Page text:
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hey everyone!
hope you all have had a great week!

how much water do you give your basset?

ive been feeding twice a day, once in the morning (6ish) and once in the afternoon (7ish)! while feeding, i give her water!
sometimes, she goes straight for the food, as fast as she can! other times, shes checking out her food, then heading straight to the water bowl and stays there for awhile!

im just wondering if she needs more water? or not!

thanks in advance!
 

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Our dogs don't seem to drink with their food (dry food with some meat mixed in) but they always drink later on. I always make sure they have a big bowl of fresh water on the floor all the time and I often rinse round the inside of the bowl with a brush that is just used on the dog bowls to make sure it is clean because they sometimes slobber a bit and I hate to see the water looking murky.

Outside in the porch I have a watering can that is always topped up with fresh water because all of our dogs have always drunk out of it. Dogs can soon dehydrate if deprived of water and ours have it available all the time.... it's awful being thirsty and without a drink!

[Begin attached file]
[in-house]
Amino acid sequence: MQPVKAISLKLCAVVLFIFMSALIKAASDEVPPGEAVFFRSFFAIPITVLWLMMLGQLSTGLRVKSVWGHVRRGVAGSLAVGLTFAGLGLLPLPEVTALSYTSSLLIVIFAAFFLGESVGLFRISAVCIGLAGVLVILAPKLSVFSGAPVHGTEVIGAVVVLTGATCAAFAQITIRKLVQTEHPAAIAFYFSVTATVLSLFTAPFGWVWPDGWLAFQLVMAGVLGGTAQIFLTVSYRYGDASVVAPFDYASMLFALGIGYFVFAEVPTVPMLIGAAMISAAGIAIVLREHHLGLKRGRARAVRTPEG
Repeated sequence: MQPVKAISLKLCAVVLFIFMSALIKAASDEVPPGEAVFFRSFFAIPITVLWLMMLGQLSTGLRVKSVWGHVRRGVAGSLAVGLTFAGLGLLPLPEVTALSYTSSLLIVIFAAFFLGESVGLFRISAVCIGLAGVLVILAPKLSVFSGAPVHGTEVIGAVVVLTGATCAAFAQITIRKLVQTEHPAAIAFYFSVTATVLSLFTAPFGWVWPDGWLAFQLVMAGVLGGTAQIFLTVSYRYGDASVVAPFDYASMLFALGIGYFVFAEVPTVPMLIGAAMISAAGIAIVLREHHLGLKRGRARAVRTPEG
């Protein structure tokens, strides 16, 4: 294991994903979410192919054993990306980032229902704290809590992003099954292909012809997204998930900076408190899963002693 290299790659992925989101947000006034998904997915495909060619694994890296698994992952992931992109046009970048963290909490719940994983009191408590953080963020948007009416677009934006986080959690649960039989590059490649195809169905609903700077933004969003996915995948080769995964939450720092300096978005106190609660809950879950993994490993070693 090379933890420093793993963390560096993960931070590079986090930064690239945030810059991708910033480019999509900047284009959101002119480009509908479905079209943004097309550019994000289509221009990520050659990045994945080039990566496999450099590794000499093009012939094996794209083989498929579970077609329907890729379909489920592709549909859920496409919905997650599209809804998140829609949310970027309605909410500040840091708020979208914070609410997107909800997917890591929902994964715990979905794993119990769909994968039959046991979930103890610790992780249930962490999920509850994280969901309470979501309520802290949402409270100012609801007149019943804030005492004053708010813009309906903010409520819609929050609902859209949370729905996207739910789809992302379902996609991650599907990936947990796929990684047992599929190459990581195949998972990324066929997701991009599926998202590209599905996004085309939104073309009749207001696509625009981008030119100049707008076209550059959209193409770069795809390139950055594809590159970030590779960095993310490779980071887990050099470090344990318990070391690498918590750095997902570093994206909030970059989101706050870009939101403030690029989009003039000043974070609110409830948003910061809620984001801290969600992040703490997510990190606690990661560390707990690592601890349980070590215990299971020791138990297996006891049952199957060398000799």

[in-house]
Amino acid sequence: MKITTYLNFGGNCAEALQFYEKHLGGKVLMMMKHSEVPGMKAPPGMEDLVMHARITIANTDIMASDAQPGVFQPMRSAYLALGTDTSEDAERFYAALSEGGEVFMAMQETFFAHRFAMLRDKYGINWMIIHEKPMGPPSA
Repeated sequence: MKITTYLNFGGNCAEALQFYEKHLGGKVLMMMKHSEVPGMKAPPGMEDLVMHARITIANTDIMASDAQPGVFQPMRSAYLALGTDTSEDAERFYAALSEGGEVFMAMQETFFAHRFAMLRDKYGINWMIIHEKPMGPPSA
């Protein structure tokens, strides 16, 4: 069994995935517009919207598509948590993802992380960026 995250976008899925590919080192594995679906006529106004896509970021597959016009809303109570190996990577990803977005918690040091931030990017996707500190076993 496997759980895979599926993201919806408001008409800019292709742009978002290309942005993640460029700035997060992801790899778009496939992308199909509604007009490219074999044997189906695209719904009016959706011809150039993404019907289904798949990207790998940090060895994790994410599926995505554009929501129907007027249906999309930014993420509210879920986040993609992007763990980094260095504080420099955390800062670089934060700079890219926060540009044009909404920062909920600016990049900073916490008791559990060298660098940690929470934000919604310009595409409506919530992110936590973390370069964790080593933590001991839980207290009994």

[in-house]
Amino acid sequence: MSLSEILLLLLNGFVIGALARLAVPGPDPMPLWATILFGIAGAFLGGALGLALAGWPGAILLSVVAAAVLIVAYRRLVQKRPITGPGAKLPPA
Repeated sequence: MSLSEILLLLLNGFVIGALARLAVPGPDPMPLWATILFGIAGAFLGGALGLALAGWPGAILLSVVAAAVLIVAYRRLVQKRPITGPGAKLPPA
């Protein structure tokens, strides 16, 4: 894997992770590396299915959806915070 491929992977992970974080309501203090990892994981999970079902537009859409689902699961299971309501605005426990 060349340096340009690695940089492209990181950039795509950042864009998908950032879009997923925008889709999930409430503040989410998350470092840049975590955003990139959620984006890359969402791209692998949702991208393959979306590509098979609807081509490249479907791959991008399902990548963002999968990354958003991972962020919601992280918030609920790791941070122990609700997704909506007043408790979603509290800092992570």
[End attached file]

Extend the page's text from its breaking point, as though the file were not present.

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We had water available for Lucy at all times! In the summer time, we put ice cubes in the water. She liked ice pops too! When hiking we took a doggie canteen but she liked to drink the stream water too.
 

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We had water available for Lucy at all times! In the summer time, we put ice cubes in the water. She liked ice pops too! When hiking we took a doggie canteen but she liked to drink the stream water too.
We do this too. We have one of those fountains that dispenses water. I have heard that most dogs don't get enough hydration.

They drink out of the toilet sometimes too :p
 

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Another vote here for water being available at all times. If housebreaking/scheduling is an issue it still needs to be offered frequently, not just at mealtimes.
 

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Discussion Starter #6
Another vote here for water being available at all times. If housebreaking/scheduling is an issue it still needs to be offered frequently, not just at mealtimes.
thanks for the input!

this is where we are at! we are crating (which she is doing great) and house training has been very easy with our basset!

from the moment we got her home, we went directly to the potty area and she hasnt had any accidents in the house or the crate!

im afraid that if we had water available constantly, she might mess up! but, thats why i asked! i needed a feel for what others do!

i think we will start having her water available at all times out of the crate! i keep a constant eye on her while shes out, so it would be easy for me to monitor!

again, thanks for the input!
 

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My Basset's drink quite alot but have fresh water available at all times!.....sometimes just after sleeping or resting for a bit they will go into the kitchen & have a big drink!